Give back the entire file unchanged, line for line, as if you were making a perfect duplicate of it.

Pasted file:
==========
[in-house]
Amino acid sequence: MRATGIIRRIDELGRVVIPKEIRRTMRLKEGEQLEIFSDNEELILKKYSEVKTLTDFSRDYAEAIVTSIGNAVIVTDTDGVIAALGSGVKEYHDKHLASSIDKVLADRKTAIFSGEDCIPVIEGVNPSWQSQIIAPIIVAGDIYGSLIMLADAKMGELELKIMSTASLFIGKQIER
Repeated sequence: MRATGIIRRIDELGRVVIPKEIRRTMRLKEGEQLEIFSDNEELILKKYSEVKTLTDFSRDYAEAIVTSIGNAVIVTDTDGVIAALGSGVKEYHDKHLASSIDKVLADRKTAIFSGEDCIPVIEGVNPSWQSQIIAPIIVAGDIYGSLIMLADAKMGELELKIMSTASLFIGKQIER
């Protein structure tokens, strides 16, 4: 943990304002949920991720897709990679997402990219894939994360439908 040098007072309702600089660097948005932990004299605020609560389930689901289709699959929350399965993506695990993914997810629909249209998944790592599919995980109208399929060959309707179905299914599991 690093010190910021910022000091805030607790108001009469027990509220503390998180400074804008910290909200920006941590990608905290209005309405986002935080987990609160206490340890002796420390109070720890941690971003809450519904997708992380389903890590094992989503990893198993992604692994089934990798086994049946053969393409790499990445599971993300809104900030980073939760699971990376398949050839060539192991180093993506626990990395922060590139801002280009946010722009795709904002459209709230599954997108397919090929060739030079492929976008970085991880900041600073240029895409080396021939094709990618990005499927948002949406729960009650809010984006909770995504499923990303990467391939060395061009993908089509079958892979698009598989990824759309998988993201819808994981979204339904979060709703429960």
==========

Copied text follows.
[in-house]
Amino acid sequence: MRATGIIRRIDELGRVVIPKEIRRTMRLKEGEQLEIFSDNEELILKKYSEVKTLTDFSRDYAEAIVTSIGNAVIVTDTDGVIAALGSGVKEYHDKHLASSIDKVLADRKTAIFSGEDCIPVIEGVNPSWQSQIIAPIIVAGDIYGSLIMLADAKMGELELKIMSTASLFIGKQIER
Repeated sequence: MRATGIIRRIDELGRVVIPKEIRRTMRLKEGEQLEIFSDNEELILKKYSEVKTLTDFSRDYAEAIVTSIGNAVIVTDTDGVIAALGSGVKEYHDKHLASSIDKVLADRKTAIFSGEDCIPVIEGVNPSWQSQIIAPIIVAGDIYGSLIMLADAKMGELELKIMSTASLFIGKQIER
């Protein structure tokens, strides 16, 4: 943990304002949920991720897709990679997402990219894939994360439908 040098007072309702600089660097948005932990004299605020609560389930689901289709699959929350399965993506695990993914997810629909249209998944790592599919995980109208399929060959309707179905299914599991 690093010190910021910022000091805030607790108001009469027990509220503390998180400074804008910290909200920006941590990608905290209005309405986002935080987990609160206490340890002796420390109070720890941690971003809450519904997708992380389903890590094992989503990893198993992604692994089934990798086994049946053969393409790499990445599971993300809104900030980073939760699971990376398949050839060539192991180093993506626990990395922060590139801002280009946010722009795709904002459209709230599954997108397919090929060739030079492929976008970085991880900041600073240029895409080396021939094709990618990005499927948002949406729960009650809010984006909770995504499923990303990467391939060395061009993908089509079958892979698009598989990824759309998988993201819808994981979204339904979060709703429960």